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3131Re: Down for the count

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  • Cadia Los <duchess@speakeasy.org>
    Dec 17, 2002
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      Hi, TJ....

      Sorry to hear about the upcoming surgery. You might want to add a
      Yahoo or Hotmail address to your profile so you can access the group
      site and receive e-mail on any computer -- library, copy center,
      etc. -- even if you don't have a new ISP yet.

      I've been reading 1927 Star-Bulletin microfilm and have come up with
      some goodies. The December 1926 microfilm also showed up, too, and
      yielded a number of DB illustrations in ads.

      Yesterday I spent 5 hours at the library, and my eyes are sure paying
      for it today! You'll be pleased to know that DB was, indeed, a
      pioneer radio broadcaster. KGHB officially went on the air Saturday,
      October 8, 1927. DB did a 10-minute segment of "selected readings."
      Subsequent broadcasts had him doing a 15-minute "Uncle Don's Bedtime
      Stories" for the kiddies at 7:15 p.m. The Star-Bulletin published
      about 4 of these transcriptions, and they are charming!

      Also on October 8, DB had a short article on seeing a lunar rainbow
      above Tantalus.

      In the summer and fall of 1927, the hot topic was the Dole Derby --
      the trans-Pacific air race from Oakland to Honolulu. Several planes
      went down and were lost at sea. DB's poem "Fliers" was published in
      the S-B on August 17, 1927 in tribute to both the success and the
      tragedy of this history-making event.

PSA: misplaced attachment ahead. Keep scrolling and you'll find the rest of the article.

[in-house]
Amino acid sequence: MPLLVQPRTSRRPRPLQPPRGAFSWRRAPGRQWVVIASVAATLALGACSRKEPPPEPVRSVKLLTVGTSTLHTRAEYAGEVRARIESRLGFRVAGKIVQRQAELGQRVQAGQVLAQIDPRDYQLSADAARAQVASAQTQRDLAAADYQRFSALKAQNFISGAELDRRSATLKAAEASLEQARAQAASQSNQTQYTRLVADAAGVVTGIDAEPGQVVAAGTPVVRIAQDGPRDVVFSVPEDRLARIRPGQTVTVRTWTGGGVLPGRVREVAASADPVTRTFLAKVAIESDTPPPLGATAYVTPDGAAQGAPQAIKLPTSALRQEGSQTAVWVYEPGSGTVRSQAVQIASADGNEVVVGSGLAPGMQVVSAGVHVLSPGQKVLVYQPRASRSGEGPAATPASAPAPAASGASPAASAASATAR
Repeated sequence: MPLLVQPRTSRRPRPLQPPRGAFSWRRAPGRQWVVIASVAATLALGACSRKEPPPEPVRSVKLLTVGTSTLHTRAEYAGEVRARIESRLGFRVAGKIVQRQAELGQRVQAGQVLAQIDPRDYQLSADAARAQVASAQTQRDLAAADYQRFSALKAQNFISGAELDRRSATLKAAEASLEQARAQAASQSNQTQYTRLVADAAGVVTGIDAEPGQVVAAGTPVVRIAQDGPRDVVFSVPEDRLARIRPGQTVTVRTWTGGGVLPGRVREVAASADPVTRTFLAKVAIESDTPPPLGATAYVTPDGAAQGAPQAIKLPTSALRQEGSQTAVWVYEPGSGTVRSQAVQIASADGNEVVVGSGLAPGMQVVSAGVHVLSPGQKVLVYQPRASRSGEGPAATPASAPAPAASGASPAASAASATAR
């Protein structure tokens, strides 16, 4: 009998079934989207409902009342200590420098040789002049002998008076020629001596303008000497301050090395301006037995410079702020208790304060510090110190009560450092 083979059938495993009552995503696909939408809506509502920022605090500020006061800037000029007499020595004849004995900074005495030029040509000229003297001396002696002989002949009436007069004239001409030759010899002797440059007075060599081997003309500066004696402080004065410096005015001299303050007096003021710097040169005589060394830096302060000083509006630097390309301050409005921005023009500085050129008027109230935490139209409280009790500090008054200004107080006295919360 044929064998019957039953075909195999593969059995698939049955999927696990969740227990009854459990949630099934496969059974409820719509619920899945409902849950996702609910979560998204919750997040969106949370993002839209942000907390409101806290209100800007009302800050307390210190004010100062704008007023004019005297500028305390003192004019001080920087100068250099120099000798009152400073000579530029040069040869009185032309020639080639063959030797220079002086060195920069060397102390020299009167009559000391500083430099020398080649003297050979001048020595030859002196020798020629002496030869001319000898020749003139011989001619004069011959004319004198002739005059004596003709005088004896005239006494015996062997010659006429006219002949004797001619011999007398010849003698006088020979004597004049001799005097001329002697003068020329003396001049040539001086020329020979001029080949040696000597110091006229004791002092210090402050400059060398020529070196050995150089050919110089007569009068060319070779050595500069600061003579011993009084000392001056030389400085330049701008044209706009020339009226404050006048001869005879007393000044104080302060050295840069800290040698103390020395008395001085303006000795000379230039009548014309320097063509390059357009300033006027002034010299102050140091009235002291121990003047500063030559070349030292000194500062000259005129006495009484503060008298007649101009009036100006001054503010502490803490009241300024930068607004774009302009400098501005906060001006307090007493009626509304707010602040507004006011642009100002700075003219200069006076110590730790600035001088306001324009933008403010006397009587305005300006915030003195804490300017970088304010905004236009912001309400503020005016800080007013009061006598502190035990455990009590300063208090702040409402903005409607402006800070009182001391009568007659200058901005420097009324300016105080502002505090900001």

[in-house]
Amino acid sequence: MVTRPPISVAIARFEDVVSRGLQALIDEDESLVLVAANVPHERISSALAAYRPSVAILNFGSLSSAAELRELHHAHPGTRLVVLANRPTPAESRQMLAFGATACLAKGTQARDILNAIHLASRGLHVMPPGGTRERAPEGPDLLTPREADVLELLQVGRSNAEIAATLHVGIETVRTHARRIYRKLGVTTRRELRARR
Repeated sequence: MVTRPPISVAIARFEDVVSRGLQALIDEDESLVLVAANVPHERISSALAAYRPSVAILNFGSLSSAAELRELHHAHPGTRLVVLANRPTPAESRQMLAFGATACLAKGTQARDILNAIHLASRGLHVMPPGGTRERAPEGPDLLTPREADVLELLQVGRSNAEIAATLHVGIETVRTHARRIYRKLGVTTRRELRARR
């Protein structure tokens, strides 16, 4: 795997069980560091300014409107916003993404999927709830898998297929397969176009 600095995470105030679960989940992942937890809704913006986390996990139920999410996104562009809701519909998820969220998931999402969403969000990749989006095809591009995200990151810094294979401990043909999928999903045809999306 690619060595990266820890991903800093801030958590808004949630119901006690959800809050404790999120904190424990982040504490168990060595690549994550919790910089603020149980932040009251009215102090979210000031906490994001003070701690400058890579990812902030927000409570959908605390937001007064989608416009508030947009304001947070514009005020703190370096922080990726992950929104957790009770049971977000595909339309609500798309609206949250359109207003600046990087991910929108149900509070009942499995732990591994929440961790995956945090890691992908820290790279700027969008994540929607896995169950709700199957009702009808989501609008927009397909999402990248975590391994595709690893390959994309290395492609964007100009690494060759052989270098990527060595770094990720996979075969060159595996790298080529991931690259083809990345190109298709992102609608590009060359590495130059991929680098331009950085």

On August 13 appeared an illustration of a "bookplate designed for
      himself by Don Blanding, one of a series of plate[s] projected for
      Honolulu booklovers, which the artist has been working in his new
      studio in the henry may building." Of course...it's the centaur!

      There's also mention of another bit of ephemera to be sought -- a
      small booklet, "The Flying Bat" that DB did for Mrs. Marion Budd's
      Little China gift shop.

      I have also pulled other articles about promoting tourism in Hawaii,
      Frank Moore, Edwin Sawtelle, and the film version of Armine von
      Tempsky's book, "Hula."

      Since the Seattle library system is closed for 8 days due to budget
      cuts, I'll have to finish reading the remaining 2+ reels after
      Christmas. That, I hope, will give me some time to transcribe and
      scan some of the material I've collected in the past 2 months or so.
      That said, my temp service just offered a 6-week, part-time
      assignment which I start tomorrow. Jobs have been very scarce, and
      unemployment checks barely cover the rent, so even part time helps.

      Hope you'll check in again soon. Take care of yourself!

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